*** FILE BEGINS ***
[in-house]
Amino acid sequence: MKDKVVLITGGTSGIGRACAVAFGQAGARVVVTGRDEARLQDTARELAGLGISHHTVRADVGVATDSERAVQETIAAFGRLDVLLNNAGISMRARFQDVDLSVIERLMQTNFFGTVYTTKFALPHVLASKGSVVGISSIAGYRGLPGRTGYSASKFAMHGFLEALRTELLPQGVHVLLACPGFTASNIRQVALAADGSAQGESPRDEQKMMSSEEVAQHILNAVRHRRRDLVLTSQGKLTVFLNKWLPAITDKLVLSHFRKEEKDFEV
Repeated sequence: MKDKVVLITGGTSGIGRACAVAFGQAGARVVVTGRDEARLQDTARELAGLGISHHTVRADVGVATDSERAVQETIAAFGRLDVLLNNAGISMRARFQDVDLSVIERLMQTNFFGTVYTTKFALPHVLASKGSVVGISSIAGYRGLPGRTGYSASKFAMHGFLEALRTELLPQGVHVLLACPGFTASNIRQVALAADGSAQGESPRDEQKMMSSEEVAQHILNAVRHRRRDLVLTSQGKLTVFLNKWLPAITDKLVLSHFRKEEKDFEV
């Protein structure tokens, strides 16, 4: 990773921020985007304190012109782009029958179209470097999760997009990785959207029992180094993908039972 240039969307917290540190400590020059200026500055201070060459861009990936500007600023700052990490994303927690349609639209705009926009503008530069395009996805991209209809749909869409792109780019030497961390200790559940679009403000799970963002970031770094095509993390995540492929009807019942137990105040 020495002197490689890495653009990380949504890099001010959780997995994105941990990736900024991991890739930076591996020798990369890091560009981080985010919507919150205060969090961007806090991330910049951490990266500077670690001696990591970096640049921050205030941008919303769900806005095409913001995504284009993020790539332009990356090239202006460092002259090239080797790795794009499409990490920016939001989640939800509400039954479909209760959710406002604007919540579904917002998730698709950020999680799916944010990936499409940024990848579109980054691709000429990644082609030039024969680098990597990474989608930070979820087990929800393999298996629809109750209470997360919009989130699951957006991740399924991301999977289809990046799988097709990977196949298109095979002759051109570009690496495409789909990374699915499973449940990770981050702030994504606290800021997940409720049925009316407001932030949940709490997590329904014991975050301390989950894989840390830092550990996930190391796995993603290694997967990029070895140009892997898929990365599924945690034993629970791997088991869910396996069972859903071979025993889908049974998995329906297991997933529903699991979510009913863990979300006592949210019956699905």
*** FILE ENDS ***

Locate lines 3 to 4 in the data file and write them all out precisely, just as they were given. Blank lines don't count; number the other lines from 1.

Repeated sequence: MKDKVVLITGGTSGIGRACAVAFGQAGARVVVTGRDEARLQDTARELAGLGISHHTVRADVGVATDSERAVQETIAAFGRLDVLLNNAGISMRARFQDVDLSVIERLMQTNFFGTVYTTKFALPHVLASKGSVVGISSIAGYRGLPGRTGYSASKFAMHGFLEALRTELLPQGVHVLLACPGFTASNIRQVALAADGSAQGESPRDEQKMMSSEEVAQHILNAVRHRRRDLVLTSQGKLTVFLNKWLPAITDKLVLSHFRKEEKDFEV
């Protein structure tokens, strides 16, 4: 990773921020985007304190012109782009029958179209470097999760997009990785959207029992180094993908039972 240039969307917290540190400590020059200026500055201070060459861009990936500007600023700052990490994303927690349609639209705009926009503008530069395009996805991209209809749909869409792109780019030497961390200790559940679009403000799970963002970031770094095509993390995540492929009807019942137990105040 020495002197490689890495653009990380949504890099001010959780997995994105941990990736900024991991890739930076591996020798990369890091560009981080985010919507919150205060969090961007806090991330910049951490990266500077670690001696990591970096640049921050205030941008919303769900806005095409913001995504284009993020790539332009990356090239202006460092002259090239080797790795794009499409990490920016939001989640939800509400039954479909209760959710406002604007919540579904917002998730698709950020999680799916944010990936499409940024990848579109980054691709000429990644082609030039024969680098990597990474989608930070979820087990929800393999298996629809109750209470997360919009989130699951957006991740399924991301999977289809990046799988097709990977196949298109095979002759051109570009690496495409789909990374699915499973449940990770981050702030994504606290800021997940409720049925009316407001932030949940709490997590329904014991975050301390989950894989840390830092550990996930190391796995993603290694997967990029070895140009892997898929990365599924945690034993629970791997088991869910396996069972859903071979025993889908049974998995329906297991997933529903699991979510009913863990979300006592949210019956699905």